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B2B customer journeys that begin at review sites are significantly shorter

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B2B customer journeys that begin at review sites are significantly shorter


The B2B customer journey can be a long one, especially when the purchase of expensive software subscriptions is under consideration.

“The average B2B customer journey takes 192 days from anonymous first touch to won,” according to Dreamdata in their 2022 B2B Go-to-Market Benchmarks — a statistic described by co-founder and CMO Steffen Hedebrandt as “alarming.”

But the report also indicates that this journey can be significantly sped up — by as much as 63% — if accounts begin their research at software review sites, gathering information and opinions from their peers. Journeys that originate at a review site often lead to deals of higher value too.

Fragmented data on the customer journey. Dreamdata is a B2B go-to-market platform. In any B2B company, explained Hedebrandt, there are typically 10 or even 20 data silos that contain fragments of the customer journey. Website visits, white paper downloads, social media interactions, webinar or meeting attendance, demos, and of course intent data from review site visits — this data doesn’t typically sit in one place within an organization.

“We built an account-based data model because we believe that there’s such a thing as an account journey and not an individual journey,” said Hedebrandt. “So if there are two, three or five people representing an account, which is typically what you see in B2B, all of these touches get mapped into the same timeline.”

Among those many touches is the intent data sourced from software review site G2. Dreamdata has an integration with G2 and a G2 dashboard allowing visualization of G2-generated intent data. This includes filtering prospects who are early in their journey, who have not yet discovered the customer’s product, or who have discovered it but are still searching. This creates a basis for attributing pipelines, conversions and revenue to the activity.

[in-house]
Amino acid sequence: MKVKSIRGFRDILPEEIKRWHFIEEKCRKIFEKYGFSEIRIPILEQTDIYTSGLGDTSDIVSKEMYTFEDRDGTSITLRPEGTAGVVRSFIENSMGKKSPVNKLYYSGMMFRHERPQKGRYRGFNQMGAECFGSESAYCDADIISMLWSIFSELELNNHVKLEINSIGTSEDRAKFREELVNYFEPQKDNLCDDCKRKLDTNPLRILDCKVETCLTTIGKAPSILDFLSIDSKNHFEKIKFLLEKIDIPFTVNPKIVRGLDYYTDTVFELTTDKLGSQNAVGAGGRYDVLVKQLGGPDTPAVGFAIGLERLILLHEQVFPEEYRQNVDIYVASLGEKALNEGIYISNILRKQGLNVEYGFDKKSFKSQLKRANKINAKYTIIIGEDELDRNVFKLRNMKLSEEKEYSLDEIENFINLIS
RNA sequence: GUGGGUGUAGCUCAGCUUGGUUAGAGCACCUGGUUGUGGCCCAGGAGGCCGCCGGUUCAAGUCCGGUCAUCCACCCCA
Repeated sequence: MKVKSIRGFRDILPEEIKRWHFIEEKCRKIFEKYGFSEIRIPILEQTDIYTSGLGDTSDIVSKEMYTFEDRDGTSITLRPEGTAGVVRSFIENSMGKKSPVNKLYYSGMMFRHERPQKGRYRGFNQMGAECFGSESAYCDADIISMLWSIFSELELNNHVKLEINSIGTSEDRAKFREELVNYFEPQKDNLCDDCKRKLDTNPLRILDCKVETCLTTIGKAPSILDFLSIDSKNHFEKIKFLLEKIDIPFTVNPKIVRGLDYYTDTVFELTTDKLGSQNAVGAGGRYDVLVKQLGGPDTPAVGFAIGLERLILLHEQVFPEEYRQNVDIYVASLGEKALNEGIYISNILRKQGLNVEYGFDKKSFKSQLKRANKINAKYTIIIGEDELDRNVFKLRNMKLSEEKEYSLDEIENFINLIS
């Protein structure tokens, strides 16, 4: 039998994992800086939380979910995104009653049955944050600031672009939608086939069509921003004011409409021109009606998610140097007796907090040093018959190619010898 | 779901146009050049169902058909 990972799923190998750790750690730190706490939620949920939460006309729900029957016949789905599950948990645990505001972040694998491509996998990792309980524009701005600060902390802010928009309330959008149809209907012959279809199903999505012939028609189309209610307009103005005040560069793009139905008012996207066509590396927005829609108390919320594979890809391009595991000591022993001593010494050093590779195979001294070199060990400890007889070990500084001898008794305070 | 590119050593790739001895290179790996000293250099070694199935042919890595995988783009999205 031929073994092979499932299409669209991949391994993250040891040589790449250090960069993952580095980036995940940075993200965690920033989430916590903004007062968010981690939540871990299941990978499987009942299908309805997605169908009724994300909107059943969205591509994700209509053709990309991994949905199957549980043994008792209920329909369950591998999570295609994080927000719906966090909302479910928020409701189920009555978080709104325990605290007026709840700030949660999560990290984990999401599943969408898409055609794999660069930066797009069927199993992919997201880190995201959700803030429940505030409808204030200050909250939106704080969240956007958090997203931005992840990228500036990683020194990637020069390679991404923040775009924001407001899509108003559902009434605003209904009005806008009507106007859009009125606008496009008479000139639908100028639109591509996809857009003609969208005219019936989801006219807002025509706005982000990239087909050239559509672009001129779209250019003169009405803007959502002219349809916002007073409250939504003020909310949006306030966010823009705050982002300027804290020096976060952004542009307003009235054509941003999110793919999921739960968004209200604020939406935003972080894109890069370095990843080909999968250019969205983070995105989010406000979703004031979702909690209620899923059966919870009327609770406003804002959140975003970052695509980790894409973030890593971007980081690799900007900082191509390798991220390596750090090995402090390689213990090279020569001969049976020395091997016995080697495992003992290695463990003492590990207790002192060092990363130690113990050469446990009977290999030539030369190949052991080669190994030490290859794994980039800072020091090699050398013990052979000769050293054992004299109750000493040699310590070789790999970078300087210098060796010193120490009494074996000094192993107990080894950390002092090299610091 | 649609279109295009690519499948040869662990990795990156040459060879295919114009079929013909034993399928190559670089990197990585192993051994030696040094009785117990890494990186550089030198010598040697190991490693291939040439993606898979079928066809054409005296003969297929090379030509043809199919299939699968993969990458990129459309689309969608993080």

“Strategically, our ideal customer profile is a B2B software-as-a-service company,” said Hedenbrandt. “B2B SaaS companies are particularly ripe for understanding this digital customer journey; their main investment is in digital marketing, they have a salesforce that use software tools to do this inside sales model; and they also deliver their product digitally as well.” What’s more, it takes twice as long to close SaaS deal as it does to close deals with B2B commercial and professional services companies.

Read next: A look at the tech review space

The Benchmarks findings. The conclusions of the 2022 Benchmarks report is based on aggregated, anonymized data from more than 400 Dreamdata user accounts. Focusing on first-touch attribution (from their multi-touch model), Dreamdata found that customer journeys where a review site is the first touch are 63% shorter than the average. In contrast, where the first touch channel is social, the journey is much longer than average (217%); it’s the same when paid media is the first touch (155%).

As the Benchmarks report suggests, this may well mean that social is targeting prospects that are just not in-market. It makes sense that activity on a review site is a better predictor of intent.

Hedenbrandt underlines the importance of treating the specific figures with caution. “It’s not complete science what we’ve done,” he admits, “but it’s real data from 400 accounts, so it’s not going to be completely off. You can only spend your time once, and at least from what we can see here it’s better to spend your time collecting reviews than writing another Facebook update.”

While Dreamdata highlights use of G2, Hedenbrandt readily concedes that competitor software review sites might reasonably be expected to show similar effects. “Definitely I would expect it to be similar.”